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Lifestyle News

Tropical cyclone Pawan makes landfall in Nugaal, Somalia

The storm hit the coastal city of Eyl in the Nugaal region, bringing with it heavy rainfall and turbulent winds.

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Tropical cyclone Pawan has made landfall on Saturday morning, affecting the northeastern part of Somalia as predicted earlier in the week.

The storm hit the coastal city of Eyl in the Nugaal region, bringing with it heavy rainfall and turbulent winds. The town has borne the brunt of the storm, with locals reporting of fishermen’s boats capsizing off the coast and a cell tower belonging to Golis Telecom falling and causing damage to adjacent buildings.

A forecast issued by the Somali Water and Land Information Management (SWALIM) on Tuesday warned of heavy rainfall and strong winds over the north and central parts of the Horn of Africa country over the course of the next few days.

Elsewhere in Puntland state, the regional government delayed all flights leaving Garowe airport as a result of heavy rains and floods, by-products of the cyclone. There have also been local reports of 2 vehicles being swept away near Bossasso.

The storm is expected to decline in intensity as it moves inland.

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East Africa News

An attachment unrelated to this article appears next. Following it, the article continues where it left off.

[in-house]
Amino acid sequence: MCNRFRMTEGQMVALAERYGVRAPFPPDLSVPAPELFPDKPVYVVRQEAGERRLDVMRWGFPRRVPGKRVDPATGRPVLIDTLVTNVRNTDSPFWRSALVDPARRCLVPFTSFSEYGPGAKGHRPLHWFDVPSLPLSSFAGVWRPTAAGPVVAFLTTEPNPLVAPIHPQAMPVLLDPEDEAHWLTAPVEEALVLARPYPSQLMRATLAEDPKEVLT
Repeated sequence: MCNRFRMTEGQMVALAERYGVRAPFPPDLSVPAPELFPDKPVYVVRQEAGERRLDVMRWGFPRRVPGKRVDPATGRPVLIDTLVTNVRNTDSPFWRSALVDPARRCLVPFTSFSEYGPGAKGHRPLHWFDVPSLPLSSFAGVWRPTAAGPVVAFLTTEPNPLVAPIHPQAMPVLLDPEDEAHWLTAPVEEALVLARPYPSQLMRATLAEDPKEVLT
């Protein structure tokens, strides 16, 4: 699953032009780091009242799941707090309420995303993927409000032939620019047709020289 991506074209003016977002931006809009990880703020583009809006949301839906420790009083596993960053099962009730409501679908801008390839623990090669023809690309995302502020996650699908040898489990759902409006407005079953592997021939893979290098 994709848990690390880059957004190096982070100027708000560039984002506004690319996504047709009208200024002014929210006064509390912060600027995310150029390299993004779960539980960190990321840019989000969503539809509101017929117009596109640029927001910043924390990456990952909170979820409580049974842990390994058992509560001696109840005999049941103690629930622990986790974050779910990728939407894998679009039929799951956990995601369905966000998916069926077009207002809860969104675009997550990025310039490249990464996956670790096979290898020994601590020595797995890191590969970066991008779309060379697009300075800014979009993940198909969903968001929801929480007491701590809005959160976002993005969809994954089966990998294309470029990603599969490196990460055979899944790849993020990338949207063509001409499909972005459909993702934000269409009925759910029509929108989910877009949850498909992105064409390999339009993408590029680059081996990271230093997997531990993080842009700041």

Egerton University shuts down following student protests

Main campus in Njoro, as well as the Nakuru town campus, were subsequently closed indefinitely

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Egerton University Shuts down Following Student Protests
Egerton University Library. Photo: Egerton University Website

The students of the Njoro main campus of Egerton University, an institution based in Nakuru County, Kenya, went on a rampage on Wednesday morning in protest of a decision by the administration to bar any students with fees arrears from sitting for the exams scheduled to commence on Thursday.

According to student leaders, over 5000 students were at risk of getting their studies deferred to the next academic year starting September 2020 for failure to pay the requisite fees before the set deadline.

The statement announcing indefinite shutdown signed by Egerton University’s acting registrar.

The protesting students engaged riot police in running battles who lobbed teargas in an attempt to disperse the crowd who are alleged to have destroyed campus property. The students accused the police of firing live rounds: Several students collected shell casings on the campus grounds, alleged to have been fired by the police sent to quell the protests.

The main campus in Njoro, as well as the Nakuru town campus, were subsequently closed indefinitely and students ordered to vacate the premises by 2:30 pm on Wednesday.

These protests and campus closure follow that of other public universities (Jomo Kenyatta University of Agriculture and Technology, Maseno University and Kenyatta University) over similar issues in the last few months.

The university administration did not respond to requests for comment at the time of going to print.